Incorporate whole grains in place of white starchy foods to gain important fiber in your child's diet. Exchange whole wheat bread for white bread that may be harder for the body to break down. Add brown rice in place of white and introduce legumes in place of potatoes. Legumes and beans are some of the best sources of cholesterol lowering fiber filled foods. In a daily meal plan include whole grain cereal for breakfast in place of cereals with high sugar content. Make a turkey sandwich with whole wheat bread for lunch. (Make sure that the words "whole" or "whole wheat" are listed next to the name of the ingredient and at the beginning of the list on the label.) Serve black beans, lentils or canned Garbanzo beans with dinner in place of pasta or potatoes.

Include low-fat dairy products in place of regular milk and cheese. Substitute fats that are high in saturated fat with lower versions and then try to reduce these in your daily diet. For example use a small amount of olive oil in your salad dressing in place of bottled dressings. Reduce the amount of butter that you serve with whole-wheat pancakes offering whipped margarine instead. Some pediatricians are reducing the amount of milk that they recommend for a child's diet in contrast to what most moms believe to be the case. Make sure that you check with your pediatrician and agree with his or her recommendations.

Incorporate fresh fish into your diet. Offer cooked shrimp for an after school snack. Serve grilled salmon for a quick and easy midweek meal. Canned tuna is an excellent source of protein. Choose skinless poultry and lean meat for easy suppers. The nutritional value of these foods is matched by their many ways of preparation and fast cooking time.

Ignore the bad stuff.
Get rid of high calorie sodas. My kids grab a soda in each hand and drink them with every meal, homework assignment and movie rental. Stop and take a look at the calories in each can. Multiply that by the number of sodas drunk in a day and you have hundreds of meaningless calories being consumed. Keep only diet sodas in the house and ask the kids to alternate them with bottles of water. Candy and chips are gobbled up faster than an adding machine can calculate the sum of their calories. Your children won't eat them if they aren't in the house! Eliminate them from your pantry and replace them with high grain low-in-sugar granola bars, frozen all-fruit juice bars, fresh popped popcorn and home baked cookies made with honey in place of sugar. A fun food plan.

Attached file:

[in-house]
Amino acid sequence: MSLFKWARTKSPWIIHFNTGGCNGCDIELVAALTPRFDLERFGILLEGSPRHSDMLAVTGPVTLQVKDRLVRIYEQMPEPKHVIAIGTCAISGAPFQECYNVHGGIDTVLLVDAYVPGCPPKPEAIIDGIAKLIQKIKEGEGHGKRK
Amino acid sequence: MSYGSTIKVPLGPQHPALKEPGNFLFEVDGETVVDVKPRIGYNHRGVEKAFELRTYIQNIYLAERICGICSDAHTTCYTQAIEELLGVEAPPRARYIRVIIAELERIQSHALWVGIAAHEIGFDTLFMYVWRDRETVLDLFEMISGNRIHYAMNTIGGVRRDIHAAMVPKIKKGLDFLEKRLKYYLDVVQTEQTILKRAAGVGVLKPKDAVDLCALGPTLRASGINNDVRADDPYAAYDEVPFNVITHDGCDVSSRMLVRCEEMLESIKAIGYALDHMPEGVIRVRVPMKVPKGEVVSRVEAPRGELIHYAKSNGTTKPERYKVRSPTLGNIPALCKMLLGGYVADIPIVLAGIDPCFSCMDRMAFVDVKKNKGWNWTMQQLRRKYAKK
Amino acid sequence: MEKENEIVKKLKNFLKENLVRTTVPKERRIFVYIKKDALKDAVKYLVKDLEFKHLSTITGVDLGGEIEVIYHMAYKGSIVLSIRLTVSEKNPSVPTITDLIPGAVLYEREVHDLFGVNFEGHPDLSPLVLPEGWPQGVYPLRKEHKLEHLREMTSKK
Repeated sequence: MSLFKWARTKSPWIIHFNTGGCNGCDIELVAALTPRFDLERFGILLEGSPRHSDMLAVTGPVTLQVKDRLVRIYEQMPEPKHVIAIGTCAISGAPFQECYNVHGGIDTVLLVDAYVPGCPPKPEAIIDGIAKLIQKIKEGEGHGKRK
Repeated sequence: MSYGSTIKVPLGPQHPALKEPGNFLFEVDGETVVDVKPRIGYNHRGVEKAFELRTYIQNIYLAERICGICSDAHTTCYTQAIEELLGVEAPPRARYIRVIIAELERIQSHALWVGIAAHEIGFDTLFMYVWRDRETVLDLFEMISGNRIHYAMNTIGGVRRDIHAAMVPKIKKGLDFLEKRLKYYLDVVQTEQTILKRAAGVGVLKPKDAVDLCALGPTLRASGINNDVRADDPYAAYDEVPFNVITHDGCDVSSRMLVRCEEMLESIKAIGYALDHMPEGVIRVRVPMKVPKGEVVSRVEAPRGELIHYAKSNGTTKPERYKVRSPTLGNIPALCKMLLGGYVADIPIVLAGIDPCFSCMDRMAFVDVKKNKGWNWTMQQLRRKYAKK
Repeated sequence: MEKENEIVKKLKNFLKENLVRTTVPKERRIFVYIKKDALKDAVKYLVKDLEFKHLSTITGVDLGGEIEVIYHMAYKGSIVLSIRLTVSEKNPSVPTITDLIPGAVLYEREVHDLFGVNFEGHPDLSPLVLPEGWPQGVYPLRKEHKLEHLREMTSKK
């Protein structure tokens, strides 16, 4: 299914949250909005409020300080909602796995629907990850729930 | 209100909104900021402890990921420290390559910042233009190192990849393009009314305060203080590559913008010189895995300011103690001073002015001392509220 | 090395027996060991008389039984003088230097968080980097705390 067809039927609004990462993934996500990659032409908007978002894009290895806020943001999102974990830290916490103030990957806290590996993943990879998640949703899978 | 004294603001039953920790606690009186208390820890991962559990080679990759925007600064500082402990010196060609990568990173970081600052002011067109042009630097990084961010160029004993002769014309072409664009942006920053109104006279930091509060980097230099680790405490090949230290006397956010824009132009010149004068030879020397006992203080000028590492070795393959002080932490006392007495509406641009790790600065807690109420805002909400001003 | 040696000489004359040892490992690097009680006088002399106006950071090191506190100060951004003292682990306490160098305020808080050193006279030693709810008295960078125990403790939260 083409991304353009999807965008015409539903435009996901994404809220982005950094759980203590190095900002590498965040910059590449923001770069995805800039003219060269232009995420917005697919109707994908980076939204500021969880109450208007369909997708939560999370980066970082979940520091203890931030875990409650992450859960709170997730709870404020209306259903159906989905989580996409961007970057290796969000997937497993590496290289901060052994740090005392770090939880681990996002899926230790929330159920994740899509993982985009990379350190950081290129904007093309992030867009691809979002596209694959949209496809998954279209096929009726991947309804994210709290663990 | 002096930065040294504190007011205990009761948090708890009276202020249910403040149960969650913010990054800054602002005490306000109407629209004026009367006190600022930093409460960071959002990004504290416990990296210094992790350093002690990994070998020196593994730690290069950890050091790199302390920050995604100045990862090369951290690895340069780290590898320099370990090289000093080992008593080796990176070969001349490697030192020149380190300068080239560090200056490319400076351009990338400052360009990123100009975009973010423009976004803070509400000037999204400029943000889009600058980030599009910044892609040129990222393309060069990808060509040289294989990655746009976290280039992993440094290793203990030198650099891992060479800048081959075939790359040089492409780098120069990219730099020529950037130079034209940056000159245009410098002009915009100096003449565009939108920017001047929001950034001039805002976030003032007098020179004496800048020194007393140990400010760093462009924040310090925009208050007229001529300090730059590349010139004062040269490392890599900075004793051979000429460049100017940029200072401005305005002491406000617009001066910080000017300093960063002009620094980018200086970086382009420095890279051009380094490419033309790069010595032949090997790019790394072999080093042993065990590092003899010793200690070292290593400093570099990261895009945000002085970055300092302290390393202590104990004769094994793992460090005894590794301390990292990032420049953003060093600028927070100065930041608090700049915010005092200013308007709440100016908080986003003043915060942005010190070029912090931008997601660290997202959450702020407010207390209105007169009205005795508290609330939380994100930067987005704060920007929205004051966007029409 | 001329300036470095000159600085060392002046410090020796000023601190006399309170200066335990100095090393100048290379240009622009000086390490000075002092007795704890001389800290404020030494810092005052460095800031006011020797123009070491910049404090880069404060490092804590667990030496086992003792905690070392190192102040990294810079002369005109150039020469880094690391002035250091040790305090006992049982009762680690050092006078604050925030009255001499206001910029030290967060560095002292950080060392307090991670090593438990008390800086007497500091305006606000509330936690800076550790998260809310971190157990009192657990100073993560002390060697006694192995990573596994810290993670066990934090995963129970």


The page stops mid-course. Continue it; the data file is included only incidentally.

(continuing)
Here are some do' and don'ts for fun meals for your family.
Do's Dont's
Whole Grain Cereal, Skim Milk, Fruit
Bagel with Cream Cheese
Two Scrambled Eggs with Sliced Tomatoes
Apple Turnover with Icing
English Muffin with Reduced Fat Peanut Butter

Scones, Biscuits or Doughnuts

Turkey Sandwich on Whole Wheat Bread
Fast Food Chicken Sandwich
Veggie and Seafood Salad with Lemon
Caesar Salad with prepared Dressing
Bowl of Veggie Soup and Leafy Salad

Cheese Pizza Slice

Turkey Burger with Roasted Potato Wedges
Fast Food Burger and Fries
Grilled Salmon and Veggies with Brown Rice
Barbecued Ribs with Potato and Macaroni Salads
Stir Fry Shrimp and Veggies with CouscousSpaghetti and Meatballs

Make meal time FUN.
The secret to a well-balanced meal plan is to make mealtime and exercise time FUN. You are already half way there - cause any time spent with Mom is fun time for your kids! Plan ahead and shop on weekends. Pick up fresh ingredients on the way home. Encourage your adolescent to help you prepare the meals so that you start the tradition of healthy cooking before he leaves the nest. Go to the playground with your little one - or encourage the entire family to walk the dog after dinner.

Don't Forget To CHEAT!
You and your kids deserve a treat for eating well and making great food choices - so cheat a little - every once in a while! Prepare a chocolate ice cream sundae on Sunday or go out for fried chicken on Friday. Your good meal plan is all about eating well and never about deprivation! Give it a try and you may surprise yourself and your kids with a whole new outlook on eating great- tasting nutritious meals and an occasional treat that tastes so much better that it did before!

Jorj Morgan is the Lifestyle Director of and the author of At Home In The Kitchen, a cookbook due in spring 2001. Share your good food meals with other BlueSuitMoms by sending her an email at This e-mail address is being protected from spambots. You need JavaScript enabled to view it .